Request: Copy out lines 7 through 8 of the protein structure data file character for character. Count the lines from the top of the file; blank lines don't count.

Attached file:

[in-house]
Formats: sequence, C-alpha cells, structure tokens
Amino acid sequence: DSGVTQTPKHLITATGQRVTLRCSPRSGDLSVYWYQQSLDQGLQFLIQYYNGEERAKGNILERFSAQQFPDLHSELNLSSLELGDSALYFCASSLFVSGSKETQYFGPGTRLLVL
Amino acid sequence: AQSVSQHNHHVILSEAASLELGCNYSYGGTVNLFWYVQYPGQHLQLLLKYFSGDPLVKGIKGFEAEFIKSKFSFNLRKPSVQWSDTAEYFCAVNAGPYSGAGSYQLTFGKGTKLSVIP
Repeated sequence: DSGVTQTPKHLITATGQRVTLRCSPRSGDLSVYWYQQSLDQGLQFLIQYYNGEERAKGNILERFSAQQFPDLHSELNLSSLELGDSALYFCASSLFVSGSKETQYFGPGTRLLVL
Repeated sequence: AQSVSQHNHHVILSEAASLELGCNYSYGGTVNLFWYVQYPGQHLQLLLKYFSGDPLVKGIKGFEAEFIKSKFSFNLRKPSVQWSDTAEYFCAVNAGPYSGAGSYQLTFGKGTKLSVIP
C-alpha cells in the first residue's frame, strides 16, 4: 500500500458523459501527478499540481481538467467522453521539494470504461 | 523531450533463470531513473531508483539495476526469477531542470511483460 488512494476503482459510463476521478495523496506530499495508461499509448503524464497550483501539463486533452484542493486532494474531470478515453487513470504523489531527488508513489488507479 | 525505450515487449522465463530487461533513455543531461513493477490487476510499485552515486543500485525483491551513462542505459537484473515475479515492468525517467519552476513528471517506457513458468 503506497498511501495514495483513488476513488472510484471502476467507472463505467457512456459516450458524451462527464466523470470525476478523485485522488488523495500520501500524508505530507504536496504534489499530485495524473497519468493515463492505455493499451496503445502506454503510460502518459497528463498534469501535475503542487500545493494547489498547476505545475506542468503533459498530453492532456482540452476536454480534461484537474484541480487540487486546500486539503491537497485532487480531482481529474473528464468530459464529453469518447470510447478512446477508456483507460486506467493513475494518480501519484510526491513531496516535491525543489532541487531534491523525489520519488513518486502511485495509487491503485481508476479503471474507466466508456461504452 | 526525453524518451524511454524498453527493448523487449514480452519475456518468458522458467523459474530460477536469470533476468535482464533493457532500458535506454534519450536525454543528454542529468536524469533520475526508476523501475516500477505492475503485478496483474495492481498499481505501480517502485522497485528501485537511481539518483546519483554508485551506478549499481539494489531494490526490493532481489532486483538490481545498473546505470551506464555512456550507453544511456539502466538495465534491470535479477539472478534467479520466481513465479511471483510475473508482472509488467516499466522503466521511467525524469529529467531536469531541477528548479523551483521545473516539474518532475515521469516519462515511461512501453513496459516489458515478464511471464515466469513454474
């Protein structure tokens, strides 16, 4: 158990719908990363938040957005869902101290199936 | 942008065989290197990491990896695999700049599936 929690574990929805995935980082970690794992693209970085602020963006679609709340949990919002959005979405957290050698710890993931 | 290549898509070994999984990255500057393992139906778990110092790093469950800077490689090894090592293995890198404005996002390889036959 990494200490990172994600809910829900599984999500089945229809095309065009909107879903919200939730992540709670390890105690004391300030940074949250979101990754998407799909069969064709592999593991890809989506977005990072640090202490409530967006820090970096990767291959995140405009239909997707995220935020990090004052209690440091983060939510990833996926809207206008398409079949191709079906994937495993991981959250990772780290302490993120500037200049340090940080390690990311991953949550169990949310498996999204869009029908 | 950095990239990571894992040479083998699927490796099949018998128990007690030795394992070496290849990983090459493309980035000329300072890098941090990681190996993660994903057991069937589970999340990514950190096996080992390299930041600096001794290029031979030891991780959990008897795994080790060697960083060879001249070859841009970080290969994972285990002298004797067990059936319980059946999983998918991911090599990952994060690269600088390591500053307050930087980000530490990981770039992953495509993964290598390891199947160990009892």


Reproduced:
C-alpha cells in the first residue's frame, strides 16, 4: 500500500458523459501527478499540481481538467467522453521539494470504461 | 523531450533463470531513473531508483539495476526469477531542470511483460 488512494476503482459510463476521478495523496506530499495508461499509448503524464497550483501539463486533452484542493486532494474531470478515453487513470504523489531527488508513489488507479 | 525505450515487449522465463530487461533513455543531461513493477490487476510499485552515486543500485525483491551513462542505459537484473515475479515492468525517467519552476513528471517506457513458468 503506497498511501495514495483513488476513488472510484471502476467507472463505467457512456459516450458524451462527464466523470470525476478523485485522488488523495500520501500524508505530507504536496504534489499530485495524473497519468493515463492505455493499451496503445502506454503510460502518459497528463498534469501535475503542487500545493494547489498547476505545475506542468503533459498530453492532456482540452476536454480534461484537474484541480487540487486546500486539503491537497485532487480531482481529474473528464468530459464529453469518447470510447478512446477508456483507460486506467493513475494518480501519484510526491513531496516535491525543489532541487531534491523525489520519488513518486502511485495509487491503485481508476479503471474507466466508456461504452 | 526525453524518451524511454524498453527493448523487449514480452519475456518468458522458467523459474530460477536469470533476468535482464533493457532500458535506454534519450536525454543528454542529468536524469533520475526508476523501475516500477505492475503485478496483474495492481498499481505501480517502485522497485528501485537511481539518483546519483554508485551506478549499481539494489531494490526490493532481489532486483538490481545498473546505470551506464555512456550507453544511456539502466538495465534491470535479477539472478534467479520466481513465479511471483510475473508482472509488467516499466522503466521511467525524469529529467531536469531541477528548479523551483521545473516539474518532475515521469516519462515511461512501453513496459516489458515478464511471464515466469513454474
């Protein structure tokens, strides 16, 4: 158990719908990363938040957005869902101290199936 | 942008065989290197990491990896695999700049599936 929690574990929805995935980082970690794992693209970085602020963006679609709340949990919002959005979405957290050698710890993931 | 290549898509070994999984990255500057393992139906778990110092790093469950800077490689090894090592293995890198404005996002390889036959 990494200490990172994600809910829900599984999500089945229809095309065009909107879903919200939730992540709670390890105690004391300030940074949250979101990754998407799909069969064709592999593991890809989506977005990072640090202490409530967006820090970096990767291959995140405009239909997707995220935020990090004052209690440091983060939510990833996926809207206008398409079949191709079906994937495993991981959250990772780290302490993120500037200049340090940080390690990311991953949550169990949310498996999204869009029908 | 950095990239990571894992040479083998699927490796099949018998128990007690030795394992070496290849990983090459493309980035000329300072890098941090990681190996993660994903057991069937589970999340990514950190096996080992390299930041600096001794290029031979030891991780959990008897795994080790060697960083060879001249070859841009970080290969994972285990002298004797067990059936319980059946999983998918991911090599990952994060690269600088390591500053307050930087980000530490990981770039992953495509993964290598390891199947160990009892």